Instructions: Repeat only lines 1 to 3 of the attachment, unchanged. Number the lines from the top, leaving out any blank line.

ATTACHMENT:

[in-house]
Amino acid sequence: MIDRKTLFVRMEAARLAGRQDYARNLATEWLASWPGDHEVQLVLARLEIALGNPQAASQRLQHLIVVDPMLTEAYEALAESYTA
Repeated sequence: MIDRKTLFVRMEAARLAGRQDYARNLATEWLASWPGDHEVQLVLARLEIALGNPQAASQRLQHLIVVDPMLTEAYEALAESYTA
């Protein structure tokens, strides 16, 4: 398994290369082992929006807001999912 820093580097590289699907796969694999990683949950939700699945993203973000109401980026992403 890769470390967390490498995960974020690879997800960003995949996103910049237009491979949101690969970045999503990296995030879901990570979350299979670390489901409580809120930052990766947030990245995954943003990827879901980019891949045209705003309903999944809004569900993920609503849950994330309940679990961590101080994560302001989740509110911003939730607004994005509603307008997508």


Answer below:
[in-house]
Amino acid sequence: MIDRKTLFVRMEAARLAGRQDYARNLATEWLASWPGDHEVQLVLARLEIALGNPQAASQRLQHLIVVDPMLTEAYEALAESYTA
Repeated sequence: MIDRKTLFVRMEAARLAGRQDYARNLATEWLASWPGDHEVQLVLARLEIALGNPQAASQRLQHLIVVDPMLTEAYEALAESYTA